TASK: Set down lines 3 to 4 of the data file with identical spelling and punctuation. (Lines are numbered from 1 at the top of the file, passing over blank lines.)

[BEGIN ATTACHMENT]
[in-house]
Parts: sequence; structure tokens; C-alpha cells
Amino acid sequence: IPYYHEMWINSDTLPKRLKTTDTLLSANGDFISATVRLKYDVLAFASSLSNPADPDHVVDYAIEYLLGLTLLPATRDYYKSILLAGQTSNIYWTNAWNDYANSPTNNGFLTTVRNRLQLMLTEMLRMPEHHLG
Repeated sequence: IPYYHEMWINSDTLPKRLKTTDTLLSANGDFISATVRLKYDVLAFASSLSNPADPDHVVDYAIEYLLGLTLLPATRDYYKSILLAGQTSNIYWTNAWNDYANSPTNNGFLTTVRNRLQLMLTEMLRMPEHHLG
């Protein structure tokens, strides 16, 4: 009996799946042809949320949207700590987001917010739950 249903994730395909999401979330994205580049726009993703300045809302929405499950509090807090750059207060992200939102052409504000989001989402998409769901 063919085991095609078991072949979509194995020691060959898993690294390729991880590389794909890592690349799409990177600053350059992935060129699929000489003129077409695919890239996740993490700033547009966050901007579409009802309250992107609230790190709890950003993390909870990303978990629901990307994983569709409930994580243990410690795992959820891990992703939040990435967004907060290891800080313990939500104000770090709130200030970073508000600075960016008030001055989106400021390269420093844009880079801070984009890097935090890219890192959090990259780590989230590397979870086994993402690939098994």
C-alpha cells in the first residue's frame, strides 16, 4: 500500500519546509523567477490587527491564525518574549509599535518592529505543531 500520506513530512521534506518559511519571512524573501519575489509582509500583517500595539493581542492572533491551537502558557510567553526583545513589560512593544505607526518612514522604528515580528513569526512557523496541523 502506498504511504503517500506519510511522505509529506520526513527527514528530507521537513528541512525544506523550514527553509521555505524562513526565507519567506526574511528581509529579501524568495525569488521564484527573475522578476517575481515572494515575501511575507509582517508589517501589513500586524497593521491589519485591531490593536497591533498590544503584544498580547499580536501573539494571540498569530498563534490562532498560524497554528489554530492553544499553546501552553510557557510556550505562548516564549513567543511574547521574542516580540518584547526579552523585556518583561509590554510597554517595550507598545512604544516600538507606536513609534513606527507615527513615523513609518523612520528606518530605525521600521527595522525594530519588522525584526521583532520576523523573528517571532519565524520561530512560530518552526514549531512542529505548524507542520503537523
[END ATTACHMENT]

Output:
Amino acid sequence: IPYYHEMWINSDTLPKRLKTTDTLLSANGDFISATVRLKYDVLAFASSLSNPADPDHVVDYAIEYLLGLTLLPATRDYYKSILLAGQTSNIYWTNAWNDYANSPTNNGFLTTVRNRLQLMLTEMLRMPEHHLG
Repeated sequence: IPYYHEMWINSDTLPKRLKTTDTLLSANGDFISATVRLKYDVLAFASSLSNPADPDHVVDYAIEYLLGLTLLPATRDYYKSILLAGQTSNIYWTNAWNDYANSPTNNGFLTTVRNRLQLMLTEMLRMPEHHLG